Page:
For actor Chris Mulkey, a real sweetheart in everyday life, playing bad guys must come from somewhere. But parenting?

“Shut up. I don’t know,” he said with aw-shucks charm before adding: “I told my daughters when I was raising them, I love my daughters [Amelia and Lizzy], ‘I can provide you with clothing, a place to live, nourishment, emotional stability and be really great, OR if you mess with me, in two seconds I can become THIS GUY. You can choose at any given time who you want to talk to.’ ”

The no-nonsense look that appeared on Mulkey’s famous face emphasized how unpleasant THIS GUY could be. THIS GUY doesn’t smile much. Mulkey was all THAT GUY with me.

THIS GUY and THAT GUY have made countless TV appearances — he booked a recurring role on NBC’s “Grimm” Friday while I was on the phone with his wife — and “probably over 70” movies, most recently “Captain Phillips” with Tom Hanks and Twin Cities actors who played the Somali pirates. “Lots of people count ’em,” Mulkey said of movie roles. “I just do them one at a time.”

He and his actor wife, Karen Landry, are also regulars on the Twin Cities and Los Angeles theater circuits. Landry is currently playing the religious grandma in “Falling” at Rogue Machine Theatre in L.A.

They let me crash one of their daily trips to an Anytime Fitness last month when they were in St. Paul, which is apparently their favorite place, although they also keep a house in Venice, Calif. They have been married “32½ years,” he proudly said. The three simple keys to that lasting love are provided by Landry, whom I had to bleep in my star­


Q How long are you going to keep acting?

A As long as I am interested, I guess. I like acting a lot. I get to play a lot of different parts.


Q Which do you like better, acting or playing music?

A Oooh, that’s not fair. On any given night in the club, music. I play down in Louisiana, Nashville, Texas, Los Angeles House of Blues. I have a band in Los Angeles, Chris Mulkey and Deluxe, which centers around music that I write and Marcelliano, an amazing keyboardist. But I also have a band in Louisiana. I play with Sean Vidrine and Eddie Bodin. Play Mardi Gras, oh yeah.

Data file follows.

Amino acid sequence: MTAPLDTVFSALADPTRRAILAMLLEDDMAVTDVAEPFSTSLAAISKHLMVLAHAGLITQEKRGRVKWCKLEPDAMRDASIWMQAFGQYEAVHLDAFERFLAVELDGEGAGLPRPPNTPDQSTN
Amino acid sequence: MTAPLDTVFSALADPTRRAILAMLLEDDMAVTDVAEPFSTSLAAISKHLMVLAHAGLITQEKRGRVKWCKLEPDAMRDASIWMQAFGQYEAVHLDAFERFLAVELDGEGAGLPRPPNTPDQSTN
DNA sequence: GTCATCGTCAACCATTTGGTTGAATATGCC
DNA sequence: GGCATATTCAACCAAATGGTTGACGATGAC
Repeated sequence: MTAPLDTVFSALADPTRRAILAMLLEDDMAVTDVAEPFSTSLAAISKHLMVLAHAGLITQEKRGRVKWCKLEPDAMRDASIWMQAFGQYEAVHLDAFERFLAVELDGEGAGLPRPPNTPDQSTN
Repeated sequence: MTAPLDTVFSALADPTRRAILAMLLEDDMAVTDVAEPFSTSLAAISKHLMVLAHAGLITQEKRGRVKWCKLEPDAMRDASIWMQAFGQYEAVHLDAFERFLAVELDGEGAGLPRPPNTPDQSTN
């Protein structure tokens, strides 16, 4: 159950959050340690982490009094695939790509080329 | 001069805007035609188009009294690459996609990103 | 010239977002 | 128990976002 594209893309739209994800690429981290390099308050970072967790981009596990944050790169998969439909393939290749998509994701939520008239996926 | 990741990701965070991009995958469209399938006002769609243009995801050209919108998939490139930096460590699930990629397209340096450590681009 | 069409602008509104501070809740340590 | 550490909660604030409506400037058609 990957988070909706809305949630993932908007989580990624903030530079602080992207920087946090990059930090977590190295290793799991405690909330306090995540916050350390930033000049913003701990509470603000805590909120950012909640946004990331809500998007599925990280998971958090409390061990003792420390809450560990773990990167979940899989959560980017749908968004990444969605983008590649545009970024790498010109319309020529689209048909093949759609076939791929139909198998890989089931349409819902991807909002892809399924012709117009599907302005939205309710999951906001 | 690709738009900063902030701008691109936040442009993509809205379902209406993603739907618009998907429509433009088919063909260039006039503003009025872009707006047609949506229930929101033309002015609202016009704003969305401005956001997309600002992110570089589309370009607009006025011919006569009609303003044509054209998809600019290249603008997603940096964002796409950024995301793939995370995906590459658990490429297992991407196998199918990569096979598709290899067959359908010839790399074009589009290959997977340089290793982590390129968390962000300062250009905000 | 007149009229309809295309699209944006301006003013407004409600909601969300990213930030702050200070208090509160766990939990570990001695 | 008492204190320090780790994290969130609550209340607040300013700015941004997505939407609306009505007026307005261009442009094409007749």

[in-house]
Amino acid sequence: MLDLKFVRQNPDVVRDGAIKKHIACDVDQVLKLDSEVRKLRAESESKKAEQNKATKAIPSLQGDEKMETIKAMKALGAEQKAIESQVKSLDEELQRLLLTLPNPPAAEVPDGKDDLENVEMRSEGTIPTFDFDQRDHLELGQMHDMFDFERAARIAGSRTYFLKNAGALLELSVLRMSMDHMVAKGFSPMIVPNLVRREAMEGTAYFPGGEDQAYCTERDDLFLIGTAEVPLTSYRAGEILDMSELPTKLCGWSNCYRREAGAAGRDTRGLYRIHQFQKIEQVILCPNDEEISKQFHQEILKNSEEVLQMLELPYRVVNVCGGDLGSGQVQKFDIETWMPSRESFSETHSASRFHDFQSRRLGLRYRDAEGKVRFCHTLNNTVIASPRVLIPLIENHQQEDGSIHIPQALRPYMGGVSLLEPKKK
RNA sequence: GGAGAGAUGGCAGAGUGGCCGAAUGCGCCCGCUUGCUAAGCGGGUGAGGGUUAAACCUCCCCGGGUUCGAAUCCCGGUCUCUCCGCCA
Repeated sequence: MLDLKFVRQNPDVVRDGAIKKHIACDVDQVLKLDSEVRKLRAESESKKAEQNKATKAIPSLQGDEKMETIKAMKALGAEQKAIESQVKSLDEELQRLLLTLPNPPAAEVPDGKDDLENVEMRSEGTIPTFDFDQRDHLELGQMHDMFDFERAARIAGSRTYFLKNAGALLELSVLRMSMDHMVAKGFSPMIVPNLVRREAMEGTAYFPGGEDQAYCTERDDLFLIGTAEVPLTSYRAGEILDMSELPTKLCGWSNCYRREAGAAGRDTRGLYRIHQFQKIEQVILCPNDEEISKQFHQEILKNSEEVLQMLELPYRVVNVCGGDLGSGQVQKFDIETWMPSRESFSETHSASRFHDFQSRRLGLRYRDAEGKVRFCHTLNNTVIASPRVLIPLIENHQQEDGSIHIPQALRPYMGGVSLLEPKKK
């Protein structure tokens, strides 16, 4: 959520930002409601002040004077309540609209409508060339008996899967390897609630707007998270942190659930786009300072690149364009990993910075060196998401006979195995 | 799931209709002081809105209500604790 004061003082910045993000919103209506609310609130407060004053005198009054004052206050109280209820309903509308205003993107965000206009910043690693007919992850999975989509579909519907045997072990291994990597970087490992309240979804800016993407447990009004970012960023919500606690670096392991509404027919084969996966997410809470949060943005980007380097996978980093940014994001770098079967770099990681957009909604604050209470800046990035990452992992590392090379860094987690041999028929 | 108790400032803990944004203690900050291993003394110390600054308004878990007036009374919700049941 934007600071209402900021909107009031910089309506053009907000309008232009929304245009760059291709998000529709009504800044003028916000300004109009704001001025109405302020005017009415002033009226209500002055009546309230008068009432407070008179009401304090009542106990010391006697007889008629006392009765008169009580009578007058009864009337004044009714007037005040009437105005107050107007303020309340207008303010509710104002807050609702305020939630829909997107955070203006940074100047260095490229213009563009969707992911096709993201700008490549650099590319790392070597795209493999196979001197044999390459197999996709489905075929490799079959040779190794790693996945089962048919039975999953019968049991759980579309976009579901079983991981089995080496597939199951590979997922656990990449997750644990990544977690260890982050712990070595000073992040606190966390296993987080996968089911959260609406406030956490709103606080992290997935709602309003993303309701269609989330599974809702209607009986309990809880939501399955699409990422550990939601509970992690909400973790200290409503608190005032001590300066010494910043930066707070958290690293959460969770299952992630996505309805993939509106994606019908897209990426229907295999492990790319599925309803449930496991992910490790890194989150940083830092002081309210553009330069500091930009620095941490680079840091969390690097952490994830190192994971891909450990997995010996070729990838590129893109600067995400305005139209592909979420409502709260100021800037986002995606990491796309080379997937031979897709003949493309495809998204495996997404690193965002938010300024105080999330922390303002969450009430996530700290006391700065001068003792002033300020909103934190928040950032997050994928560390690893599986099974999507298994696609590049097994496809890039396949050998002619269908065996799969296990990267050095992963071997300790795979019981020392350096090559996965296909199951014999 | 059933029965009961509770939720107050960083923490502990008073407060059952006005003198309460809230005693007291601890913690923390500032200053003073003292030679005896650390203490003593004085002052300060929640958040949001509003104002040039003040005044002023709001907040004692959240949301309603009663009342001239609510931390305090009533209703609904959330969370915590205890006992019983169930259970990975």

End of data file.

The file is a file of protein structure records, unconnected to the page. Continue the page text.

Q What kinds of music do you play?

A I play blues and America alternative. Mixture between John Lee Hooker and Los Lobos, Stevie Ray Vaughan, a little Bob Dylan. But I funkisize him up.


Q Name an actor whose voice you were surprised to hear on the other end of a phone call.

A Jon Voight. That was after he hit me with a decanter and we were doing a “24” and he cut my face. I had known Jon for about 25 years. Jon goes, Mulkey, it’s Voight. I’m sorry I hit you. Do you still love me? I said, “I still love you but I said a lot of bad things about you.”


Q In “Captain Phillips,” you spoke the prescient lines: “Captain, they’re coming back. They are not paying me enough to fight pirates.” What’s your price if the job is fighting pirates?

A Boy, they’d have to pay me a lot of money. Then I’d take that money and hire somebody to really fight them and I’d go on vacation.


Q Why aren’t some crew members on those ships marksmen, whose job it is to sit there, especially in daylight, and pick off those pirates or shoot holes in their boats?

A There’s a whole thing we get from television and movies about what we would do in dangerous situations. And it’s all kind of Rambo’d up and Jackie Chan. And you wouldn’t do that. It’s not as easy as you think. I think the best thing to do in situations like that is go the other way. Don’t get involved unless you have to, and then you really have to commit.


Q That movie left me wondering who has a bigger bladder, the real Captain Phillips or Tom Hanks, who did not indicate the need to urinate until about 2:53 p.m. in the 1 p.m. movie I saw.

A C.J., no one goes to the bathroom in movies. In “Gone With The Wind,” who went to the bathroom? They went to the powder room.


Q Would you shoot these tense scenes with the pirates and then have dinner with them?

A We were all from Minnesota so we hung a little bit.


Q If Hollywood could learn one thing from the Midwest community where you grew up, what would it be?

A Loyalty. Sticking up for your guys.


Interviews are edited (and in this case, bleeped). Reach C.J. at and see her on Fox 9.